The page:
Former NBA player Stephen Jackson, who was lifelong friends with George Floyd, said on TODAY Thursday that he welcomed the news that three more former Minneapolis police officers were charged in Floyd's death.
“We should’ve been seeing those mugshots,” Jackson told TODAY’s Craig Melvin, adding that he believed that there was a double standard in play.
“Why didn’t we see any public arrests? Why didn’t they have to do that walk of shame like we have to do that walk of shame for traffic tickets or unpaid child support?” Jackson asked.
“They come with a SWAT team and kick our doors down and drag us out the house. We've seen a public murder, but we didn’t see a public arrest. I’m not surprised. I want convictions and I’m not gonna be satisfied until they’re buried under the jail.”
The three former officers, Tou Thao, Thomas Lane and J. Alexander Kueng, were charged Wednesday with aiding and abetting murder in Floyd's death on May 25.
The murder charge against the fourth, Derek Chauvin, who was filmed pressing his knee into Floyd's neck for nearly 9 minutes as Floyd lay on the ground, was also elevated to second-degree, from third-degree.
All four officers were fired on May 26 after cell phone video showing Floyd's arrest went viral.
Jackson, a former NBA player, said he believed the national and global protests over Floyd's death proved there are many people who back the cause for equality.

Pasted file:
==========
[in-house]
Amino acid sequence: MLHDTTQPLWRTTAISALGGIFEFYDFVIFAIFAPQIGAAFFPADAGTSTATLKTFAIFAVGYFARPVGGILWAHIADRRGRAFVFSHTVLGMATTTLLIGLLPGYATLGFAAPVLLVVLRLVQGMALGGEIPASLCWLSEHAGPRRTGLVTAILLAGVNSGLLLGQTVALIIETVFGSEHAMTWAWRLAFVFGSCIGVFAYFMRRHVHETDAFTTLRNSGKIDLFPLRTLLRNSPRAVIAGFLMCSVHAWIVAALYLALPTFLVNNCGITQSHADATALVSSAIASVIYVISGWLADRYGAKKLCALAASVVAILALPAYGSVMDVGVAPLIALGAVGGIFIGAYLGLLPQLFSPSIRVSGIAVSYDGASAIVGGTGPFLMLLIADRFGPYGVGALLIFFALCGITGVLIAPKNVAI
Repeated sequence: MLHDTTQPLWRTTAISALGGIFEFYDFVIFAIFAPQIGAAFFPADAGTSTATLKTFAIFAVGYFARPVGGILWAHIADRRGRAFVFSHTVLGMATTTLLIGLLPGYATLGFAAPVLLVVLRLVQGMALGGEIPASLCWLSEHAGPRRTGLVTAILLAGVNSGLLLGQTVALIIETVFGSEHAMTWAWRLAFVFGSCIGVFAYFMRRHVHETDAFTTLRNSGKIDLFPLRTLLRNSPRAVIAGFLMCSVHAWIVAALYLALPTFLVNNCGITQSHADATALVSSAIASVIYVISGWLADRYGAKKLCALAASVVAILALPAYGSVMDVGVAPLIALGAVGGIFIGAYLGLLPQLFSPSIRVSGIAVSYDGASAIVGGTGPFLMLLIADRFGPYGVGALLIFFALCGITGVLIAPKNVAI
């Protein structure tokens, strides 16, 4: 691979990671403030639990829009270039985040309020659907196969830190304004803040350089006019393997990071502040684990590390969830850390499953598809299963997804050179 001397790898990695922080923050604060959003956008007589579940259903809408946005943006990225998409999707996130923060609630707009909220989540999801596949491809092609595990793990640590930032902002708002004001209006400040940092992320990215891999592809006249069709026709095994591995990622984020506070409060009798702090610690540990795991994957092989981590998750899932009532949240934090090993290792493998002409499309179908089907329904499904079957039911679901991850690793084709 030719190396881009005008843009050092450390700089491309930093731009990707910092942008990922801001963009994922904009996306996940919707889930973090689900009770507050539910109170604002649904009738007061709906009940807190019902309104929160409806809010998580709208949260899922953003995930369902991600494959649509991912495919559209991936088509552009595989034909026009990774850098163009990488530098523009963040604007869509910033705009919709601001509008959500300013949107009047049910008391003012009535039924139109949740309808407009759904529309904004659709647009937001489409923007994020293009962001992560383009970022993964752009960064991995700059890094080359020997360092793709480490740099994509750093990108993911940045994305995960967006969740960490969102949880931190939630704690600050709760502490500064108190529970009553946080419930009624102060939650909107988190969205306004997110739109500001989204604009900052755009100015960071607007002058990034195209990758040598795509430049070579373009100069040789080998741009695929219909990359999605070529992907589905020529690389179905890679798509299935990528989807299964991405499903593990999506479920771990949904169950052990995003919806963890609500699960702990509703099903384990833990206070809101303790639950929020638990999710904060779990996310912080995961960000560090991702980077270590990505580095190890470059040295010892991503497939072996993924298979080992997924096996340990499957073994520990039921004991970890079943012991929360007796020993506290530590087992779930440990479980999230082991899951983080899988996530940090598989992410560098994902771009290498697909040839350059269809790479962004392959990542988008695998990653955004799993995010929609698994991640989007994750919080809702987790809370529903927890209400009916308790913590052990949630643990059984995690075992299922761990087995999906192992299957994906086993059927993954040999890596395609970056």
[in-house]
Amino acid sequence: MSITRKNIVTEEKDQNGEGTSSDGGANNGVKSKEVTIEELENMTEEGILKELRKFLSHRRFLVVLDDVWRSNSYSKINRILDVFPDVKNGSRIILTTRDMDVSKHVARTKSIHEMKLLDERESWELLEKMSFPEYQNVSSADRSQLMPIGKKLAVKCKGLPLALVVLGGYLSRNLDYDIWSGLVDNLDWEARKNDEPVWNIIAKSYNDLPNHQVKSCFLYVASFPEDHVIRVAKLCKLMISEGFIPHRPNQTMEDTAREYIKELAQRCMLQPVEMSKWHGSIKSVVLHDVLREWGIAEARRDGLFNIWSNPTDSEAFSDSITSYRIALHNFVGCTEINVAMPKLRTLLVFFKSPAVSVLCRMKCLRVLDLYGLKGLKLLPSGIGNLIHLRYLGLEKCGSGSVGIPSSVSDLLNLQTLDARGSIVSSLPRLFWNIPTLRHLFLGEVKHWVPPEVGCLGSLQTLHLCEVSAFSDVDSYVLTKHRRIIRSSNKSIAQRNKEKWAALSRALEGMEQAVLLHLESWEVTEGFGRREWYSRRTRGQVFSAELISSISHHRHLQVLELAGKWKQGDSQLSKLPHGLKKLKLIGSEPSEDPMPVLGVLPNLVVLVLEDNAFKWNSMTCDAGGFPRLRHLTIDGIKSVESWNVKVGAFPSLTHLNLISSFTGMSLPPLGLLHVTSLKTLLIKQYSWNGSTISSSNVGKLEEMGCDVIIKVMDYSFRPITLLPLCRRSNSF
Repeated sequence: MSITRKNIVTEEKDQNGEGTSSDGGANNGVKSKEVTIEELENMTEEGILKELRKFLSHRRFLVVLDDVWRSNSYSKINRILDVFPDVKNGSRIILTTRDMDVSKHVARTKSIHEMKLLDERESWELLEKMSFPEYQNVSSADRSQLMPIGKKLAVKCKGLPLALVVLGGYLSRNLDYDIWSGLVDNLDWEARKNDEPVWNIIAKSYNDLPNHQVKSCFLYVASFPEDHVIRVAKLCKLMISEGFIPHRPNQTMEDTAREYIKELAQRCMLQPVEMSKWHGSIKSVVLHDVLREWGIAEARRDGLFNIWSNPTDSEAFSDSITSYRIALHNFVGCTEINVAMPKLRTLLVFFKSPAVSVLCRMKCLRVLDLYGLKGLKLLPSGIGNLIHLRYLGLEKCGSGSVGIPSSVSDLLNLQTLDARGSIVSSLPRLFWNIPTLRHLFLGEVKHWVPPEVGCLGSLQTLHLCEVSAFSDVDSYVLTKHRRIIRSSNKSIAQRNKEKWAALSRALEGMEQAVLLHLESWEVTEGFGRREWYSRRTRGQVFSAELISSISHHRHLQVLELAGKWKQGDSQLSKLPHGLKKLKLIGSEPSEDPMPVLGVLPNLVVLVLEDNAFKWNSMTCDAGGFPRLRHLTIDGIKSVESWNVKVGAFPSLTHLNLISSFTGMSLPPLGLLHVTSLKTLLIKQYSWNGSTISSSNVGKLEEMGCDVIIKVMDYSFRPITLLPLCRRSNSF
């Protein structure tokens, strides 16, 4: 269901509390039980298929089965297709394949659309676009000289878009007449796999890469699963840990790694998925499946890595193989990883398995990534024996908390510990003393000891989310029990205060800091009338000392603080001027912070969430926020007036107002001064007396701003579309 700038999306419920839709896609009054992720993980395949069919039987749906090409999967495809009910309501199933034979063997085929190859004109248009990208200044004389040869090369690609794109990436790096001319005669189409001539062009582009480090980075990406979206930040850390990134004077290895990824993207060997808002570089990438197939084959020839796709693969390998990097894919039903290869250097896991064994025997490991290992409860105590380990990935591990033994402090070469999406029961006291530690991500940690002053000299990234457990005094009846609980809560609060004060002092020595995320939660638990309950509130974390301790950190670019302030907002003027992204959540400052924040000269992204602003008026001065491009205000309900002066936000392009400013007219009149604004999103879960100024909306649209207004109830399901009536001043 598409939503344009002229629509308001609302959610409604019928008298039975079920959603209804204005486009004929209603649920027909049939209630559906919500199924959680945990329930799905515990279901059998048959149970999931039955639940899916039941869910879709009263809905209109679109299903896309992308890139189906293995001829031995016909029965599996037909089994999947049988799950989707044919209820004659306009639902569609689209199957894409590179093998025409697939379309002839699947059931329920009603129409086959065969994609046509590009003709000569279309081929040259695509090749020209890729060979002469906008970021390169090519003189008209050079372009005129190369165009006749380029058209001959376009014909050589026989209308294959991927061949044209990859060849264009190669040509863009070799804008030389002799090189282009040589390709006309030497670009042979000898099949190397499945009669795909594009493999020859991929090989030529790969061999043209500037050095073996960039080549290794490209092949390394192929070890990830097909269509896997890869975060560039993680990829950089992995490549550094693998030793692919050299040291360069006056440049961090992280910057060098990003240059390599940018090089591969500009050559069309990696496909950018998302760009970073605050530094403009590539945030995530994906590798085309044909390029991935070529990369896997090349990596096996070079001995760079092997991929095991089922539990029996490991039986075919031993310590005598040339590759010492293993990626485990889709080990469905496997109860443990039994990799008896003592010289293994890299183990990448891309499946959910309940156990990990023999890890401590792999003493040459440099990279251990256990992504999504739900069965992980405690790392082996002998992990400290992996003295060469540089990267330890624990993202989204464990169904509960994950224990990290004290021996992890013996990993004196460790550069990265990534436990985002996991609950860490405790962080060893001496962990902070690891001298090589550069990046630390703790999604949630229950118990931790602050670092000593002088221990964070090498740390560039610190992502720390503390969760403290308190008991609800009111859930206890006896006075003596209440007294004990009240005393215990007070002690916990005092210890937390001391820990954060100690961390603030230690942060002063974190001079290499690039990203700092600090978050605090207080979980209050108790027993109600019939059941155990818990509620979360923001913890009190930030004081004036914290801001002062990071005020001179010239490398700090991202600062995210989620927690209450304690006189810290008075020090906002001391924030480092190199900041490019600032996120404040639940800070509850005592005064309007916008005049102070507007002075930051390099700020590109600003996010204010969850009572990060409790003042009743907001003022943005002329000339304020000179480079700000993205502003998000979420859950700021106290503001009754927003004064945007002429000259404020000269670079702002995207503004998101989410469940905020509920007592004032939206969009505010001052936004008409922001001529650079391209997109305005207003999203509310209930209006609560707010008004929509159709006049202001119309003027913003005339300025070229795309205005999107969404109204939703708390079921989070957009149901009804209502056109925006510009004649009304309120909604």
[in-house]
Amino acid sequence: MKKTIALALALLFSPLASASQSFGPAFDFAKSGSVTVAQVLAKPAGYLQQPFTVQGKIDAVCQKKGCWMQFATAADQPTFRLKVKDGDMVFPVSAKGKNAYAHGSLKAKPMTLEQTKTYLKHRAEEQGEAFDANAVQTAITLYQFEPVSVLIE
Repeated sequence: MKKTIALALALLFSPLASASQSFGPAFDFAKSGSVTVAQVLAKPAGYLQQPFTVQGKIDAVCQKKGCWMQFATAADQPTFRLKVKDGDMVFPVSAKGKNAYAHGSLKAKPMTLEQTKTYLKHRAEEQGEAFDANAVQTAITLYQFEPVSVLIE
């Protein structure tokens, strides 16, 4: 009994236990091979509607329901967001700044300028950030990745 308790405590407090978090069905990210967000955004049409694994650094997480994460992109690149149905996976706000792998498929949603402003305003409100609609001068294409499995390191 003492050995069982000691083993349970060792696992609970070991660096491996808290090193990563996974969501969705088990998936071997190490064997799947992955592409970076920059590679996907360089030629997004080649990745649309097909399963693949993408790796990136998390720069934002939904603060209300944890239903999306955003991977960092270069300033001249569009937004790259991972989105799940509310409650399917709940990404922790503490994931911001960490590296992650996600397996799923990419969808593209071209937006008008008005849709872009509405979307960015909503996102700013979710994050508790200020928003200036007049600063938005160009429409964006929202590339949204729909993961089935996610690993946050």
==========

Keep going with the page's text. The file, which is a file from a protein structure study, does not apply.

“If we stand arm to arm, side by side, shoulder to shoulder with every race, we can’t lose and that’s what you’re seeing,” he said. “That’s why you’re seeing all 50 states protesting my brother. That’s why you see all these countries protesting for my brother because everybody wants to love everybody and everybody wants to stand together, and we know what’s right and that’s what we’re fighting for.”
Jackson also called out New Orleans Saints quarterback Drew Brees for his comments Wednesday that he disagreed with anyone "disrespecting" the American flag by kneeling during the national anthem.
“I hope he apologizes,” he said. “Drew Brees is a smart guy and the timing is definitely bad. He has a lot of black teammates. He knows what’s going on. He’s seen my brother get murdered. The world’s seen my brother get murdered. So, to be that naïve, and he’s a smart guy, but to be that naïve and act like you don’t know why (Colin) Kaepernick was kneeling, it just baffles me.”
Brees issued an apology for his remarks Thursday morning on Instagram.
Jackson also addressed the moment Floyd's young daughter Gianna remarked, “Daddy changed the world,” while they were walking in Minneapolis earlier this week, a moment that went viral across social media.
“I didn’t teach her that,” he told TODAY, adding that the moment came after the 6-year-old saw pictures of her dad everywhere while he carried her on his shoulders amid the demonstrations.
“And she’s like, ‘My daddy’s everywhere.’ I said, ‘Yeah, your daddy changed the world.' And she just screamed it. ‘My daddy changed the world.’ And it’s a blessing, because it is going to change the world," he said.